Research chicken tractors and you’ll find a myriad of designs and contraptions which transport chickens across a grassy field to devour fresh greens and protein-rich insects.
It’s an ingenious concept and I have long yearned for such a handy device to pull around the horse pasture. Trying to be cheap, I had been using a dog kennel with a black tarp covering to house my layers. A feeder was suspended from baler twine and a TSC layer box was installed inside. A thick gnarled stick served as a steady perch.
It did work. It was just clumsy and not very strong. I was lucky the first two years that no animal tried to sneak in and kill my chickens. This year, a wily weasel, fox or raccoon tried to pull two chickens out of it. White feathers dotted the grass and one chicken was left with a bald wing. Each morning I worried what I might find.
Then came that freaky wind storm in the spring. It picked up my dog kennel/chicken tractor and tossed it about, breaking the walls and cracking the frame. The chickens survived but didn’t lay for a week.
I needed a legit chicken tractor and Arcadia Custom Outdoor Living, aka, Terry and Glen, decided mine would be the prototype for their own design. I told them I’d like it to contain waterers and feeders, nesting boxes, be solid enough to deter predators but light enough to move. It would be great if I could pick eggs from the outside. Oh...and I’d like to SEE my chickens. They don’t just provide me with healthy eggs, I like to watch them when I get a chance. A good door would be great too. And could it be pretty? Please?
Normally, Terry and Glen are busy building cabins and bunkies but they like designing. When I visited the shop, I watched their minds churning as they planned on building the best chicken tractor ever.
When completed and delivered, I realized they had built a deluxe model! It was a red and brown A-frame, gorgeous, with heavy duty white tarp on the roof that can be rolled down for shade or bad weather. The designer/builders had included features like PVC pipe waterers and feeders which poke out of the roofline so I can refill without having to enter the chicken’s space.
Same with the eggs. A handy back door opens to the laying boxes allowing me to pick fresh eggs without risking a poop slip. This is my daughters’ favourite feature as they weren’t fans of slimy excrement on their flip flops.
The chicken tractor is heavy but moves easily on solid wheels with a handles on each side in what Terry calls “cantilevered wheel axle assemblies.” Two handles at the front make it easy to pull.
Best of all, the chickens are content. They figured out where their supplemental layer feed was in minutes. The waterers took about a day. They sleep on their red roost at night and lay five large, clean eggs during the day. They are safe and protected yet shiny and healthy from green grass, good light and excellent ventilation.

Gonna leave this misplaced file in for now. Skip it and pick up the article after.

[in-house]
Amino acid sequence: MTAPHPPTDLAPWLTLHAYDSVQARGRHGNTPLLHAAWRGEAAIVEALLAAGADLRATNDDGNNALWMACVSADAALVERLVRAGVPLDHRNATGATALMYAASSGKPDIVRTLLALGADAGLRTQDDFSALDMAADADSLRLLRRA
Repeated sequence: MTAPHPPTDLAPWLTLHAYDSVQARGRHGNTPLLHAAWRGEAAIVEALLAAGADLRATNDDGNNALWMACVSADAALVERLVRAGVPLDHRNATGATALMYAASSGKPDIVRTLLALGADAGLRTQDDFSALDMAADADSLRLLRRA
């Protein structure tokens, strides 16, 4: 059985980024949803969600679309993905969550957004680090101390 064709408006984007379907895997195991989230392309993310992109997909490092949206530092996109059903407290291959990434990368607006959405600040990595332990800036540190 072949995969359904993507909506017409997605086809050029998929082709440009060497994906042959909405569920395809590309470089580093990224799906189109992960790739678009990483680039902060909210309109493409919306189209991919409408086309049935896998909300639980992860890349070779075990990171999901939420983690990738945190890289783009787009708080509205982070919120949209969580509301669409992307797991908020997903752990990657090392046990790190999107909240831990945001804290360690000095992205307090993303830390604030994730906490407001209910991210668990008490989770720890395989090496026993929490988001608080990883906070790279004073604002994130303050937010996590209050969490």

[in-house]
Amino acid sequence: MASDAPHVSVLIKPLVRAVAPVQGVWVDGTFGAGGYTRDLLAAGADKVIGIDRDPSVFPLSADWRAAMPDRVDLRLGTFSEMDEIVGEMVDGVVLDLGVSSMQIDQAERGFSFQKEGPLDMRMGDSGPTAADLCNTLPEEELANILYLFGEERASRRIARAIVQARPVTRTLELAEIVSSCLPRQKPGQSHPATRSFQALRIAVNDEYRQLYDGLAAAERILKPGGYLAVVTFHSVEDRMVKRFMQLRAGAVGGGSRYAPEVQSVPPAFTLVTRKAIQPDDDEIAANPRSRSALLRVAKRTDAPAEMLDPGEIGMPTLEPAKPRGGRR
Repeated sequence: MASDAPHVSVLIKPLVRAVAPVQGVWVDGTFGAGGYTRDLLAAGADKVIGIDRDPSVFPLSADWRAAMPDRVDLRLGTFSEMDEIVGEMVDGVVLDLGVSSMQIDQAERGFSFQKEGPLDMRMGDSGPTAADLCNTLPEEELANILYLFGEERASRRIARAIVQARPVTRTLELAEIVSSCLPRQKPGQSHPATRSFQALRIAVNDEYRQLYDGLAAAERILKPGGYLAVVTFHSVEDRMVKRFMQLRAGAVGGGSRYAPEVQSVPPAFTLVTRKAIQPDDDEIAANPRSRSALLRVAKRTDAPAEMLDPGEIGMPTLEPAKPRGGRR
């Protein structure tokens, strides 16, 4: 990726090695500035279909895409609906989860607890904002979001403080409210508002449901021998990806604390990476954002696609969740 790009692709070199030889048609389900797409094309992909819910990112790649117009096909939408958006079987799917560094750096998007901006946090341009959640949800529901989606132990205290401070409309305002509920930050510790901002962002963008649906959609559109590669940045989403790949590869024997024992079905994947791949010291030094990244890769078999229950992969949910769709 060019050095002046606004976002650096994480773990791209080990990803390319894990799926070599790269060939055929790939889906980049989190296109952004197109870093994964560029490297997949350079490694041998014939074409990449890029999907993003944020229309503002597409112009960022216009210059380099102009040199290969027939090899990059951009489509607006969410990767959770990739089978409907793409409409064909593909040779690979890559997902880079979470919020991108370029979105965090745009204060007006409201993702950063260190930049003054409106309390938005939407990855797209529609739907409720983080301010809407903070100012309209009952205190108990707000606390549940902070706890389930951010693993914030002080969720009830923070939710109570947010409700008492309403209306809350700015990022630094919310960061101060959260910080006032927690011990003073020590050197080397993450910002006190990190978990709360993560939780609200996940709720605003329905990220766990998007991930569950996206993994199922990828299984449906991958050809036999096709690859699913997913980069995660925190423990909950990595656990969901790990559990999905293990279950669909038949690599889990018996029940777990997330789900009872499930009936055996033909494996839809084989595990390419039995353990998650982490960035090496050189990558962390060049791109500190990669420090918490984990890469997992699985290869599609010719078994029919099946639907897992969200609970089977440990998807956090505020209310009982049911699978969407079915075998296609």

I am so pleased with the chicken tractor and the whole concept of using a mobile housing solution to feed the chickens. I have to move the tractor daily because they wait for me in the morning... eager for their new patch of greens.
They LOVE kitchen and garden scraps. Leftover oatmeal, or outdated yogurt, milk, garden weeds and leftover bread are favourites. I have a friend who runs a chicken tractor through her sheep field and the chickens hunt the bugs found in livestock manure.
I have six layers and they provide more than enough eggs for my family. A commercial chicken farmer could not build a chicken tractor large enough to make a living this way. There, are, however, chicken tractors that can house 25-75 birds.
I just think this is a concept that could work anywhere. Certainly any landowner can use a chicken tractor to have access to fresh eggs. Families that live in towns that allow backyard chickens could move a chicken tractor around their lawn, fertilizing their grass along the way. It’s a wonderful way to feel farmerish and less removed from the growing and raising of our own food.
Thinking further to countries or communities that struggle with poverty, chicken tractors (or stationary chicken coops) can house enough laying hens or meat chickens to provide a healthy food source for little investment.
As the number of chickens increase, so does the potential for a supplemental income by selling eggs and chickens.
My purpose in keeping layers is threefold: to watch chickens do what they do – a simple but satisfying pleasure. Secondly, to have life-sustainable, daily chores for young children which, thirdly, leads to a handful of “warm bumeggs” as my son calls them. We crack these into a hot frying pan, the yolks dark orange and boldly upright, full of vitamins and proteins from the chicken’s grass-rich, sunshine-filled, fresh-air lifestyle right in my backyard. ◊